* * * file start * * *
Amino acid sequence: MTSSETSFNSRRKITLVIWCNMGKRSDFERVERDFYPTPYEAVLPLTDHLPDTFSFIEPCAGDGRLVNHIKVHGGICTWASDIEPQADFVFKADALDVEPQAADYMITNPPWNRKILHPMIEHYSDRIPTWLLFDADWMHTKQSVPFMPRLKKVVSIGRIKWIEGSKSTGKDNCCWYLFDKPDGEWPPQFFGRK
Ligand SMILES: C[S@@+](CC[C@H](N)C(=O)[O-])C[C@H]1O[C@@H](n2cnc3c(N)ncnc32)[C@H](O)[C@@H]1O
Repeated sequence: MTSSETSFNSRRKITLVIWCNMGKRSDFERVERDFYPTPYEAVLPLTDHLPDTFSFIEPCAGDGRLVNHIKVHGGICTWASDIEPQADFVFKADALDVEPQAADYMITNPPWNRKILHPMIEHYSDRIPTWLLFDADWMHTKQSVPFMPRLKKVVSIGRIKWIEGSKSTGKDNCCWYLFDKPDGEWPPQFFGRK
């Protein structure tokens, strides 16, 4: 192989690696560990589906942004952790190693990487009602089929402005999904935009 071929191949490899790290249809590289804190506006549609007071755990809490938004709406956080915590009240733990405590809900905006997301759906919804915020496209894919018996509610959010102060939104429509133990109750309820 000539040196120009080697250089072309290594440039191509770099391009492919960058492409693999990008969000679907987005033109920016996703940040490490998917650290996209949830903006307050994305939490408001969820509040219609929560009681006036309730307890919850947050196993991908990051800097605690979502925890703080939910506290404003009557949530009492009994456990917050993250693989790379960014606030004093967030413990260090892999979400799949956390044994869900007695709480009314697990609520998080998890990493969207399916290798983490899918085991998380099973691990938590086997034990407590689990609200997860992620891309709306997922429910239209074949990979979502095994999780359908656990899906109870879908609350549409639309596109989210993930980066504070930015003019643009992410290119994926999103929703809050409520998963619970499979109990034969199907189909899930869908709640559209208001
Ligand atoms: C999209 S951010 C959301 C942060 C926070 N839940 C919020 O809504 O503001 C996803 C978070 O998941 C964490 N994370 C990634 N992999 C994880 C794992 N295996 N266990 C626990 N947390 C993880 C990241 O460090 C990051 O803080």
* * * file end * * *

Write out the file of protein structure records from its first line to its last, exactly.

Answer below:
Amino acid sequence: MTSSETSFNSRRKITLVIWCNMGKRSDFERVERDFYPTPYEAVLPLTDHLPDTFSFIEPCAGDGRLVNHIKVHGGICTWASDIEPQADFVFKADALDVEPQAADYMITNPPWNRKILHPMIEHYSDRIPTWLLFDADWMHTKQSVPFMPRLKKVVSIGRIKWIEGSKSTGKDNCCWYLFDKPDGEWPPQFFGRK
Ligand SMILES: C[S@@+](CC[C@H](N)C(=O)[O-])C[C@H]1O[C@@H](n2cnc3c(N)ncnc32)[C@H](O)[C@@H]1O
Repeated sequence: MTSSETSFNSRRKITLVIWCNMGKRSDFERVERDFYPTPYEAVLPLTDHLPDTFSFIEPCAGDGRLVNHIKVHGGICTWASDIEPQADFVFKADALDVEPQAADYMITNPPWNRKILHPMIEHYSDRIPTWLLFDADWMHTKQSVPFMPRLKKVVSIGRIKWIEGSKSTGKDNCCWYLFDKPDGEWPPQFFGRK
């Protein structure tokens, strides 16, 4: 192989690696560990589906942004952790190693990487009602089929402005999904935009 071929191949490899790290249809590289804190506006549609007071755990809490938004709406956080915590009240733990405590809900905006997301759906919804915020496209894919018996509610959010102060939104429509133990109750309820 000539040196120009080697250089072309290594440039191509770099391009492919960058492409693999990008969000679907987005033109920016996703940040490490998917650290996209949830903006307050994305939490408001969820509040219609929560009681006036309730307890919850947050196993991908990051800097605690979502925890703080939910506290404003009557949530009492009994456990917050993250693989790379960014606030004093967030413990260090892999979400799949956390044994869900007695709480009314697990609520998080998890990493969207399916290798983490899918085991998380099973691990938590086997034990407590689990609200997860992620891309709306997922429910239209074949990979979502095994999780359908656990899906109870879908609350549409639309596109989210993930980066504070930015003019643009992410290119994926999103929703809050409520998963619970499979109990034969199907189909899930869908709640559209208001
Ligand atoms: C999209 S951010 C959301 C942060 C926070 N839940 C919020 O809504 O503001 C996803 C978070 O998941 C964490 N994370 C990634 N992999 C994880 C794992 N295996 N266990 C626990 N947390 C993880 C990241 O460090 C990051 O803080």